Virtual MicrofinanceFounded in 2009 by Julia Kurnia, Zidisha is a virtual microfinance platform that seeks to combat poverty in developing countries by directly connecting lenders to entrepreneurs. To date, Zidisha has raised more than $10 million in microloans.

Zidisha, which means “grow” or “expand” in Swahili, is the first virtual microfinance service to eliminate the use of local intermediaries to disburse loans to companies in need. The Virginia-based nonprofit follows a platform similar to that of eBay, in which entrepreneurs post public loan requests for lenders across the world to access. This streamlined process is both cost-effective and convenient for emerging entrepreneurs who seek capital to accelerate their businesses.

Zidisha is not the pioneer of virtual microfinance. However, its distinctive feature is its commitment to lower fees and rates for entrepreneurs. Similar organizations such as Kiva make use of “field partners” who often distribute loans at interest rates of more than 35 percent to pay for administrative costs. Zidisha’s flat interest rate of five percent means that borrowers can retain more money to reinvest in their ventures.

The nonprofit has been a highly successful means of growing businesses in 11 developing nations. According to its website, lenders on Zidisha have fully funded more than 70,000 unique projects.

Developing countries are quickly adopting recent technological advances and joining an increasingly interdependent world. According to a Pew Research study, 54 percent of adults in emerging and developing nations described themselves as “Internet users” in 2015, a rise from 45 percent in 2013. However, in the same countries, formal job markets are inadequate and local banks are seldom financially helpful.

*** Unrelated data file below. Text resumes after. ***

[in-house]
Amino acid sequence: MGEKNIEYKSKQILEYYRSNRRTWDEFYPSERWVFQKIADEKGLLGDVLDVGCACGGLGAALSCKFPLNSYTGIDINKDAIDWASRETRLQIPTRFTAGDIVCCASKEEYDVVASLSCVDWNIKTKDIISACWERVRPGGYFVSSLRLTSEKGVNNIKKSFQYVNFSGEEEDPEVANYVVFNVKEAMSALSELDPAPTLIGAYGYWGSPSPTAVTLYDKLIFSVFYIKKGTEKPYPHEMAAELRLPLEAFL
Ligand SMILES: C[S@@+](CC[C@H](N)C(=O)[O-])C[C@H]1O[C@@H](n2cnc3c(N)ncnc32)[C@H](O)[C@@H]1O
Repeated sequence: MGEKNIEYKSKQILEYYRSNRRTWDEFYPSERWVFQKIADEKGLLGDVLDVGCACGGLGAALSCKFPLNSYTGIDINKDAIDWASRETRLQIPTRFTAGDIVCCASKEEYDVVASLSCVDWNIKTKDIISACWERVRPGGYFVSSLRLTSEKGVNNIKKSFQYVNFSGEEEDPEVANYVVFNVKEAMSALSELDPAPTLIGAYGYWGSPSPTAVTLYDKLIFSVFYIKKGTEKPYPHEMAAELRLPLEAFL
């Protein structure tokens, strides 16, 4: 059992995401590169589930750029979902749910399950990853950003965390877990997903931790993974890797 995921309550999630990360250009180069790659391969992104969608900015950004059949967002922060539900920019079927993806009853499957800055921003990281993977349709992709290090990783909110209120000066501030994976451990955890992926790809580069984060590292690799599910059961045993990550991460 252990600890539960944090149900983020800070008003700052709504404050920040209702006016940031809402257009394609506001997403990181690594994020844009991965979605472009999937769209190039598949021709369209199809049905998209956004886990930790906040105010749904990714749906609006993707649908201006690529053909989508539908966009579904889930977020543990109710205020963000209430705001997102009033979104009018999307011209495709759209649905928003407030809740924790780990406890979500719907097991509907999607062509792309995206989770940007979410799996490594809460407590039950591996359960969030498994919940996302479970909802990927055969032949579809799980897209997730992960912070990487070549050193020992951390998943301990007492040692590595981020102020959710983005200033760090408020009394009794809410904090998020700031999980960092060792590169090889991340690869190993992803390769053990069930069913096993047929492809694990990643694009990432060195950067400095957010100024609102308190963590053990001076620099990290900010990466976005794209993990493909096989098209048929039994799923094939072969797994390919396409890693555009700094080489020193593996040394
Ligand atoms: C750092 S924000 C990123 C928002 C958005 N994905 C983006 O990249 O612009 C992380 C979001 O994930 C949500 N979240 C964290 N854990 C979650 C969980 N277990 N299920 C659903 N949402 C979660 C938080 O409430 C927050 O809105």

Thus, the use of cheap and effective microfinance is critical to spurring economic growth in emerging countries. Developing economies inevitably benefit from microfinance because entrepreneurs can use loans to pay for expansions, renovations, inventory and, most importantly, new employees.

Other virtual microfinance platforms could follow Zidisha’s cost-effective system of lending. If these platforms truly value charity and philanthropy through the form of financial support, they should recognize that the use of third parties to disburse loans poses a financial burden on emerging companies that cannot afford to accumulate thousands of dollars in unpaid interest.

People in developed nations should embrace the unique power of virtual microfinance. It is a viable, even profitable, form of philanthropy that has tangible effects on the crisis of world poverty. Using microfinance as a means of alleviating global economic distress will directly result in more jobs, profit and prosperity for those in need.

Henry Emanuel

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